Seattle’s Approach to Housing and Education Alignment Seeks Results and Longevity
by Maya Brennan
Affordable housing providers, public schools, and other community-based or public service agencies each contribute part of the foundation for children’s well-being, yet their different missions and specialties can lead to missed opportunities for better results through collaboration. The evidence of intersections between housing and education has fostered interest in changing agencies’ standard operations to foster alignment. Change is never easy, but learning how to work together could benefit both mission-driven entities and their clients. After all, frequent moves, homelessness, unhealthy housing conditions, and unaffordable rents aren’t just housing problems; they affect education as well. Likewise, school quality, access to after-school activities, and educational attainment aren’t just education problems; they affect housing.
Affordable housing providers, public schools, and out-of-school-time organizations have already found ways to work together to provide extra support to the children and families they mutually serve. Such partnerships involve multiple elements, including shared goals, strong service provider relationships, and promising programs or services. They are also usually outward-focused, emphasizing service delivery or student-level outcomes, rather than reflecting inward to find ways to build long-term alignment between the housing and school systems.
The Seattle Housing Authority and Seattle Public Schools have a partnership that tried something different. When the two agencies saw the opportunity to partner, they decided to dedicate the first year to planning. They are eager to achieve tangible improvements, but they also want the effort to be sustainable, not just a flash in the pan. To create an ongoing partnership, the Seattle Housing Authority and Seattle Public Schools devoted time to planning, building capacity, and understanding their shared population rather than putting all their resources into direct services from the start.
This approach has its merits, but a recently released report on the partnership’s next steps has flagged a key risk. Is the goal of systems-level change too hard to communicate clearly? Can a school district–housing authority partnership deliver both immediate results and create long-term systems-level changes?
Thinking of planning and implementation as parallel tracks rather than separate phases could alleviate that risk and allow the partnership to work on the underpinnings of long-term sustainability while improving students’ outcomes in the present.
The balance between planning and services—or between internal- and external-facing work—should be intentional and offer a feedback loop for continual improvement. Capacity-building investments and other internal reflections can establish a strong base for the start of a partnership and allow the work to continue growing and improving. Meanwhile, direct service pilots can offer ways for a partnership to explore ideas that might grow into long-term changes in how the systems operate. The intentional balance between direct service and planning activities doesn’t just strengthen the work. It can allow fledgling partnerships to earn trust through early wins and more clearly communicate the benefits of operational changes that make the work last.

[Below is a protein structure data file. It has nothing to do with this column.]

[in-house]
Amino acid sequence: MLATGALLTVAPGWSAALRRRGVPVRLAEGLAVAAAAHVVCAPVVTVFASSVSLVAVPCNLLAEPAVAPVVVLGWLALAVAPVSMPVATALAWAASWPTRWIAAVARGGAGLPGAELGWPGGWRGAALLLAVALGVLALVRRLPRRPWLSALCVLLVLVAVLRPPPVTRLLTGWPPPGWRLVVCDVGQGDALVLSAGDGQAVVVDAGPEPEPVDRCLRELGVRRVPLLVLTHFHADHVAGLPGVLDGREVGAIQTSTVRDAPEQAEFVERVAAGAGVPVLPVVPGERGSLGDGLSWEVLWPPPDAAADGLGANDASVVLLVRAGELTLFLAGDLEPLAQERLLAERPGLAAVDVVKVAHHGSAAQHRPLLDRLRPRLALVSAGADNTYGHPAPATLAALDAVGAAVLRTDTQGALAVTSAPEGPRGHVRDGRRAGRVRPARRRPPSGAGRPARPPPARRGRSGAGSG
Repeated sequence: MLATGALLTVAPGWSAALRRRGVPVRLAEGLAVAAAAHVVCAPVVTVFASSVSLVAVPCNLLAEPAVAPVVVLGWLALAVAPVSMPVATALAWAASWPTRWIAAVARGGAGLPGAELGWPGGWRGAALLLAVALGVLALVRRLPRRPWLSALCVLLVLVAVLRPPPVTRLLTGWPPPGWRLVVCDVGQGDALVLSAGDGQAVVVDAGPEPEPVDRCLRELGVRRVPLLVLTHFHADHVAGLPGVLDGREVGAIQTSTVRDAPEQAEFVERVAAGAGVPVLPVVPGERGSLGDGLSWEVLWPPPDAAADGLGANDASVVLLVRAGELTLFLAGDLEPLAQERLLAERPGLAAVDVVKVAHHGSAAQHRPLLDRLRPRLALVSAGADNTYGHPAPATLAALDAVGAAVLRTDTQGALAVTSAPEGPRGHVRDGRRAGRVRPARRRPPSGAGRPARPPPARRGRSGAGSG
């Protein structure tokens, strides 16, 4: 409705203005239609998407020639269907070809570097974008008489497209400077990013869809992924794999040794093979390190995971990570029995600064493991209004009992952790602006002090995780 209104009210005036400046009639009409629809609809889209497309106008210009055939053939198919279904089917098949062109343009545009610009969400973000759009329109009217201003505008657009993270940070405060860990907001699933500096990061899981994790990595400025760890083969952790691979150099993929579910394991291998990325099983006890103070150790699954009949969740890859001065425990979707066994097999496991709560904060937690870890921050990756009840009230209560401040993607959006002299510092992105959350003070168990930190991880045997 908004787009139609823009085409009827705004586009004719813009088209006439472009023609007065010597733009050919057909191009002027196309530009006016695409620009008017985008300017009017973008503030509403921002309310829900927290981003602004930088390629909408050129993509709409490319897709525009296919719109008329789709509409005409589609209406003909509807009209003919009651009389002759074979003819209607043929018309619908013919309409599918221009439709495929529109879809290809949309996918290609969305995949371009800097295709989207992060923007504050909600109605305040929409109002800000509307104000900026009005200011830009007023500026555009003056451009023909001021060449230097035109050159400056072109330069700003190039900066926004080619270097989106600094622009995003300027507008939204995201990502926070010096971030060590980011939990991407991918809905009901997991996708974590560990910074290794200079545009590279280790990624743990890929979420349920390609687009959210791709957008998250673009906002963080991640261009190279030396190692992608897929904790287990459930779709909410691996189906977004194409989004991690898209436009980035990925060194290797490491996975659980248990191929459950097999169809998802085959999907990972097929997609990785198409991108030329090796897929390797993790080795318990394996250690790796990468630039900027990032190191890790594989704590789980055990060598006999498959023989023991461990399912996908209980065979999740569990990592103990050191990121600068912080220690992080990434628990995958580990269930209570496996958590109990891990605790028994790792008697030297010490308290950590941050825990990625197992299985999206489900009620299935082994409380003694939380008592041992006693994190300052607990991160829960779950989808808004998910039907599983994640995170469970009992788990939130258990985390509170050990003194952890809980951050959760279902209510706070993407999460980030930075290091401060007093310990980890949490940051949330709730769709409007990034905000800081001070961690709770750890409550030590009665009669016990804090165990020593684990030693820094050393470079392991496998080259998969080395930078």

Before the agencies received funding from the Gates Foundation to support their multiyear partnership, each had federally funded activities that connected housing and education at specific locations. The planning and implementation phases had already overlapped without anyone necessarily thinking of it that way. These place-based initiatives revealed important information about data-sharing practices, opportunities to engage with families more effectively, and gaps in services. The direct service staff across both agencies learned how to improve their work and community engagement processes, lessons useful for the planning work. Meanwhile, the successes in data sharing that had been intended as an internal process are helping prioritize and direct programs to specific groups. The partnership’s intentionality will provide improved capacity for staff at all levels to learn and improve.
SHA and SPA staff at a first day of school welcome event at Bailey Gatzert Elementary School. Photo courtesy of the Seattle Housing Authority.
Direct service partnerships can show progress through documenting their reach and any changes in outcomes, but how can partners know if they are making progress in systems alignment?
According to another recent report for the Seattle partners, it’s about money, power, knowledge, attitudes, and habits. In each area, an interagency partnership can document whether the partners have integrated services or effected deeper systems change. Funding might eventually shift, for example, from allocations for shared activities to recurring funding for the partnership or actual pooled or shared funding. Expanded partnerships that engage multiple stakeholders toward collective impact might measure design and implementation progress, intermediate operational changes, and subsequent population-level outcomes. Some of this is readily observable, while other aspects may benefit from surveying partners to get their perceptions about progress.
Through periodic progress tracking and balanced planning and service activities, change may become more tangible for everyone involved. This holds true not just for the partnership in Seattle, but for any agencies hoping to move past discrete partnership efforts and instead achieve systems-level collaboration that could bear fruit for years to come.